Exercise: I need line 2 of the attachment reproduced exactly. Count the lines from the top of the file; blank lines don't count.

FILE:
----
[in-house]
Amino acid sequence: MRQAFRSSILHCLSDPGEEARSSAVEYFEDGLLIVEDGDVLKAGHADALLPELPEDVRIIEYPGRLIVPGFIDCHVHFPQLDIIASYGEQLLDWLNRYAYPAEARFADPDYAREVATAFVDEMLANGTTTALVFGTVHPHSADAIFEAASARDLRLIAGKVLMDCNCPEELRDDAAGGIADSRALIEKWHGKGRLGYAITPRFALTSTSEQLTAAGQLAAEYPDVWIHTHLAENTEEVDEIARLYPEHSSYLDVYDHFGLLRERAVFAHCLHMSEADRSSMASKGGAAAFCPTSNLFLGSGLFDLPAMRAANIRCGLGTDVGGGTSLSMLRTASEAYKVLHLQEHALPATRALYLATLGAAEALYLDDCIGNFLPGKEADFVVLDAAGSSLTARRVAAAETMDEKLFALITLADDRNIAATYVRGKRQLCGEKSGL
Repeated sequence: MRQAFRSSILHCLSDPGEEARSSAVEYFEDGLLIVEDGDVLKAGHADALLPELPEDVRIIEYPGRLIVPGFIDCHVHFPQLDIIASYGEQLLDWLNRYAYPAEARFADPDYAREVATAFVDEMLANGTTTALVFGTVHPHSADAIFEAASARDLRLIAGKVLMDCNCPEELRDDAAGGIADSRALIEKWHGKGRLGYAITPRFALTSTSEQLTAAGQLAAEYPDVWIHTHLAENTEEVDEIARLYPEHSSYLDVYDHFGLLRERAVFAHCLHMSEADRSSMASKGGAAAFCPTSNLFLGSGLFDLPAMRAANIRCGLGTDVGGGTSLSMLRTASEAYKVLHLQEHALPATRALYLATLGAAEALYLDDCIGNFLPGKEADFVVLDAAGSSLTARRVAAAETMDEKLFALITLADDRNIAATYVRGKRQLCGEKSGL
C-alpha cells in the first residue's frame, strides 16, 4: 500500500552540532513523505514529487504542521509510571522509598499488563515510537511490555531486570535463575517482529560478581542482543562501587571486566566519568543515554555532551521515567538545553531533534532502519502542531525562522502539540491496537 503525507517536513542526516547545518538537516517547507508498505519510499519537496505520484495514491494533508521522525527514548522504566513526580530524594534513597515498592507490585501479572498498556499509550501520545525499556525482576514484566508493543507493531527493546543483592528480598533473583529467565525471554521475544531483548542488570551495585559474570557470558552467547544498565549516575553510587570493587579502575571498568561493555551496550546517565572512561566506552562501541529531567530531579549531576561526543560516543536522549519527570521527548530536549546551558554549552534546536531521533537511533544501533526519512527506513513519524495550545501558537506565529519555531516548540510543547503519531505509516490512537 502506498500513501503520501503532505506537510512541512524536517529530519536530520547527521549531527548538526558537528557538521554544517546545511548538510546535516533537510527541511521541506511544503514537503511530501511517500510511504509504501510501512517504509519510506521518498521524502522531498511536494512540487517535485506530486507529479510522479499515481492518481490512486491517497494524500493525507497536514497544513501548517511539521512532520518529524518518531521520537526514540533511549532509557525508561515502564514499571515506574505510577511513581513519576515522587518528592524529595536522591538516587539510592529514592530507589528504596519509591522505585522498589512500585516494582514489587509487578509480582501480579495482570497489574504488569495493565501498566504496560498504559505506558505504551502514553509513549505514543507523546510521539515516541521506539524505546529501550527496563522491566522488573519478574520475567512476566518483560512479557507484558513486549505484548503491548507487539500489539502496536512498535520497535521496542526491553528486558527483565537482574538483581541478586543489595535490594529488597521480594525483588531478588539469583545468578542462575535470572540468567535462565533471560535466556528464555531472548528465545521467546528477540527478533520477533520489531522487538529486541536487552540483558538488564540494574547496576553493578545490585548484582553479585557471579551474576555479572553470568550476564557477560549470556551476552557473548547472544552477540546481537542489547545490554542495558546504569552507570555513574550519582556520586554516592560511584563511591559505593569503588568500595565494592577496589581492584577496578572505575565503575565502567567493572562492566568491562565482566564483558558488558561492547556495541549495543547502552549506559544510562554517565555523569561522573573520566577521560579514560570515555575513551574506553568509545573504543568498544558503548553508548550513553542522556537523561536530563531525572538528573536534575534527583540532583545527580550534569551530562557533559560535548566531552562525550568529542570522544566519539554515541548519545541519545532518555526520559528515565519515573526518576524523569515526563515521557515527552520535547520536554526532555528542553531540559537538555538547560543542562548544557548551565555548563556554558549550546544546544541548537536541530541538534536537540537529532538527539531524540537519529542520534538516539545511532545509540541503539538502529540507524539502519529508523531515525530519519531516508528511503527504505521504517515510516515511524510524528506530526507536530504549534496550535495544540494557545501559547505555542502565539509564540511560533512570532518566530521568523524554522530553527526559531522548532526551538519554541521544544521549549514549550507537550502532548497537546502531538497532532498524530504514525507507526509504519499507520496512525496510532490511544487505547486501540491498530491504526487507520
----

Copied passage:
Amino acid sequence: MRQAFRSSILHCLSDPGEEARSSAVEYFEDGLLIVEDGDVLKAGHADALLPELPEDVRIIEYPGRLIVPGFIDCHVHFPQLDIIASYGEQLLDWLNRYAYPAEARFADPDYAREVATAFVDEMLANGTTTALVFGTVHPHSADAIFEAASARDLRLIAGKVLMDCNCPEELRDDAAGGIADSRALIEKWHGKGRLGYAITPRFALTSTSEQLTAAGQLAAEYPDVWIHTHLAENTEEVDEIARLYPEHSSYLDVYDHFGLLRERAVFAHCLHMSEADRSSMASKGGAAAFCPTSNLFLGSGLFDLPAMRAANIRCGLGTDVGGGTSLSMLRTASEAYKVLHLQEHALPATRALYLATLGAAEALYLDDCIGNFLPGKEADFVVLDAAGSSLTARRVAAAETMDEKLFALITLADDRNIAATYVRGKRQLCGEKSGL